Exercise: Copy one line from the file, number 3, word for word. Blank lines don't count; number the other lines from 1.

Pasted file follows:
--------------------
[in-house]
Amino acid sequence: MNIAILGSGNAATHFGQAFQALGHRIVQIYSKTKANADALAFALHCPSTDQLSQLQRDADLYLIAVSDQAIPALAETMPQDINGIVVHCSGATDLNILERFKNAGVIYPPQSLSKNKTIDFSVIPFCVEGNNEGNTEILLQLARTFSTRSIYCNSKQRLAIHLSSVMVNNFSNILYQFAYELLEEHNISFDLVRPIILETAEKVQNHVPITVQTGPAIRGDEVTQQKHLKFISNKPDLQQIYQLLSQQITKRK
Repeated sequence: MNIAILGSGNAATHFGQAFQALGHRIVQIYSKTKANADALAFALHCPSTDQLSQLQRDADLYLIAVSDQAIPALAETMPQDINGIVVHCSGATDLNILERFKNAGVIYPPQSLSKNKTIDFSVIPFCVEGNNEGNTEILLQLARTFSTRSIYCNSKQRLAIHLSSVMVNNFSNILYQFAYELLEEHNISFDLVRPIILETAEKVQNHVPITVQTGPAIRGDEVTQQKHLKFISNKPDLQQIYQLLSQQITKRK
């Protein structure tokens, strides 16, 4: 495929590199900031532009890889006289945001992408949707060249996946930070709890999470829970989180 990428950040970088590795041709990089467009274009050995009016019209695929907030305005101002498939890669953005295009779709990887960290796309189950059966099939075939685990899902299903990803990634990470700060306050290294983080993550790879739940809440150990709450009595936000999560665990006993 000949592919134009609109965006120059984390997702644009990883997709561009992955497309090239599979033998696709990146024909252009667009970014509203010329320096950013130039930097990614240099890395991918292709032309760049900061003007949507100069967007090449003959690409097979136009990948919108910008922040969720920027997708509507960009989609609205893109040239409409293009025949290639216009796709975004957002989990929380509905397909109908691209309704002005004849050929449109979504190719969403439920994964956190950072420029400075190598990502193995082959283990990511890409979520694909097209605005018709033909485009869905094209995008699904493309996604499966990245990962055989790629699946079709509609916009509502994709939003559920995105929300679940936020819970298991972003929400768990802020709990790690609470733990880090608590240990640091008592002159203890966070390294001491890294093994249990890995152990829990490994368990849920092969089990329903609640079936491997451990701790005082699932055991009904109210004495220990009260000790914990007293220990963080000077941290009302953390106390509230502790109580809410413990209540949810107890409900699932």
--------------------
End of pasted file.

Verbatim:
Repeated sequence: MNIAILGSGNAATHFGQAFQALGHRIVQIYSKTKANADALAFALHCPSTDQLSQLQRDADLYLIAVSDQAIPALAETMPQDINGIVVHCSGATDLNILERFKNAGVIYPPQSLSKNKTIDFSVIPFCVEGNNEGNTEILLQLARTFSTRSIYCNSKQRLAIHLSSVMVNNFSNILYQFAYELLEEHNISFDLVRPIILETAEKVQNHVPITVQTGPAIRGDEVTQQKHLKFISNKPDLQQIYQLLSQQITKRK